Friday, May 2, 2014

Better than prison . . .

So, for the past semester my sons have been going to a nearby private school that I'll just call the Quaker Local School.   This seems like an odd choice for a Miser Mom.  After all, a huge huge huge part of why I became so gosh-darned penny-pinching in the first place was having an allergic reaction to my step-daughters' very expensive private school.

I've been a strong advocate of public schools all my life.  I've been on panels at our church where I talked about the value of sending kids to public school, standing proudly alongside my home-school-mothers friends and christian school family neighbors.  I've tried to be as active as an employed parent could be in my kid's school -- in fact, I was the PTO vice president and then secretary at my son's school.  I love the diversity of our public schools, and I value the connection I get to the community and politics that comes from diving headlong into a school that is subject to all the vagaries of taxes, mandates, funding cuts, etc.  That sounds like I'm joking, but I mean that; I think it makes me care about my community in a way I wouldn't if my kids were not in the public schools.

So, why are we shelling out the big dough for a private school now?

Well, it's not because my boys need an extra-challenging curriculum.  In fact, both boys struggle a lot with schoolwork.  N-son, now in an 8th grade algebra class, still frequently uses his fingers to add "10+7".  J-son attends a dyslexia program after school.  Neither of them are headed for the Ivy League.

Our public schools have a lot of support for the boys; I've been impressed at the enrichment programs they've gotten to be part of.  But the regular classes are large and full, and because my boys struggle so much, their classes were largely full of other students who struggle a lot.  And a class full of 8th grade kids who aren't good at school -- well, there are a LOT of behavior problems.  As my sister (who teaches high school in another state) told me, "You want to give a kid a quiet corner, but sometimes a classroom just doesn't have enough corners."

Last fall was an awful one for our family, what with the Horrible Week and with J-son's behavioral problems.  So when my husband returned from his army school and got to see the boys' classroom first-hand, he went frantic.  And the Quaker Local School is the result.

The school hasn't solved all our problems, but things are definitely much calmer now.  I know the administrators of the school aren't going to adopt my slogan for their own:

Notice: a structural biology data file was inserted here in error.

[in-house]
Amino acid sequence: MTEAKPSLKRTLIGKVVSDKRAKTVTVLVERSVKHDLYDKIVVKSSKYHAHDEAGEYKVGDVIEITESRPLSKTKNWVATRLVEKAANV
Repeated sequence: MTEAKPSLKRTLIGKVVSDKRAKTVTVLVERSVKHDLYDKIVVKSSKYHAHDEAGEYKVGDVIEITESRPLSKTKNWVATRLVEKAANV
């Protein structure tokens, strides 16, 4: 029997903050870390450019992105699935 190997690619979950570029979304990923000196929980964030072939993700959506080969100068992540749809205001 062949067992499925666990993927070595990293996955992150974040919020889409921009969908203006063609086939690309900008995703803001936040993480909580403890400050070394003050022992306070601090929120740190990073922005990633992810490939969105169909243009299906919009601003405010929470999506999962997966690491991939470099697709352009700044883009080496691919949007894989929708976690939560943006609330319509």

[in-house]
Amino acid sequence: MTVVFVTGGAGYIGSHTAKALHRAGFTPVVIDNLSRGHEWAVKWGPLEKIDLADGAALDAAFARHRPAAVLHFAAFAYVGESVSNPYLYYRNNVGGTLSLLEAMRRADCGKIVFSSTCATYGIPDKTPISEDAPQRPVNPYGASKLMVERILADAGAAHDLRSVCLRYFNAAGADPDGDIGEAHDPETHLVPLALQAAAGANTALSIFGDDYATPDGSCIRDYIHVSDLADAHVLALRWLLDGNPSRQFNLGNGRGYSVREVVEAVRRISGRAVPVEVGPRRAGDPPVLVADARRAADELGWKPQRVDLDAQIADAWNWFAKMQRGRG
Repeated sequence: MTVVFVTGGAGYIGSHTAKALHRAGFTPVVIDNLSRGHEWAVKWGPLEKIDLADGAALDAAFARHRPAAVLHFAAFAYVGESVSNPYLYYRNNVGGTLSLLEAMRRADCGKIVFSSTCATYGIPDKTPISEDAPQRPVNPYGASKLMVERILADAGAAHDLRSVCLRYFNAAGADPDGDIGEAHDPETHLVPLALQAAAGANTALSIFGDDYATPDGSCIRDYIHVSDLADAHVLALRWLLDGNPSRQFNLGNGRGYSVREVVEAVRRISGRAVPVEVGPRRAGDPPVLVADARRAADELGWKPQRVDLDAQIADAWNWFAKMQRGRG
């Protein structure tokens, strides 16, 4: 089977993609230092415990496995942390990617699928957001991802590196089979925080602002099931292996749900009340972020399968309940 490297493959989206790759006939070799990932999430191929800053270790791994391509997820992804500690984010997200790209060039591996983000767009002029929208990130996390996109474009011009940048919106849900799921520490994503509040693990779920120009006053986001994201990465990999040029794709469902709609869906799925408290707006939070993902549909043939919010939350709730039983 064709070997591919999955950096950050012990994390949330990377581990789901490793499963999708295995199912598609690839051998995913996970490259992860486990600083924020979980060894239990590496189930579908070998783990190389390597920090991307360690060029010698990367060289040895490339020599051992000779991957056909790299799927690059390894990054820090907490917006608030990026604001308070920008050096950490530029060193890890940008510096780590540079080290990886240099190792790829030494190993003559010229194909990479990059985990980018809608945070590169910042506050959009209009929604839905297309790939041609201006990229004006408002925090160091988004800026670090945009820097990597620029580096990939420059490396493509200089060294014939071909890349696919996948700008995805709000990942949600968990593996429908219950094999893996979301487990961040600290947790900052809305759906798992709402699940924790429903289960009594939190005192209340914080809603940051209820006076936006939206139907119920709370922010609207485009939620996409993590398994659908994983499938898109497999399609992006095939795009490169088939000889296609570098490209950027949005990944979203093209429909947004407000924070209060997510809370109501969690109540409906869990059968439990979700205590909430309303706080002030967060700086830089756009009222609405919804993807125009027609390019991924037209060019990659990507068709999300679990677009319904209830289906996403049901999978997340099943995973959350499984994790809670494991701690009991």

"The Quaker Local School:  It's better than Jail!"
But the slogan is true.  My boys have made friends there (often, other refugees from the public school), and the friends they make don't spend every other day in the principals office, or disrupt class.  J-son's stealing problem hasn't gone away entirely, but he's much better than before (and much more willing to take responsibility for his stupid impulsive actions).

Possibly when high school kicks into high gear -- when those randy middle school hormones die down a bit -- we might be able to return the kids back into public life.  But for the next year at least, we'll be spending lots of money so that my sons can go to a place where their classes are orderly, where the kids more-or-less actually do their work, and where we can keep J-son away from kids who will tempt him down the road to prison.


  1. Each family has to have the freedom to choose what is best for their own children. There is no one-size-fits-all school. Thank God you found somewhere that works for you. The outcome (educated, civilized adults) is what is important, not a political ideal. We're talking about real, flesh and blood children who have needs! Keep up the good work.

  2. We love our private school. Our publics don't have the problems you're discussing (those are in the next town over) so I can't even feel guilty taking our kids out and not being involved. They're not bad, they just have different priorities than we do and really care about the average kid and not the tails. Our school is *really* good with the tails on both ends. And all the kids are really nice, even the ones who moved because their behavioral problems weren't being addressed in public school. It's amazing what those extra corners can do.

    I'm so glad that our private school is *there* and I wish I had enough money to make it an oasis for more kids via financial aid.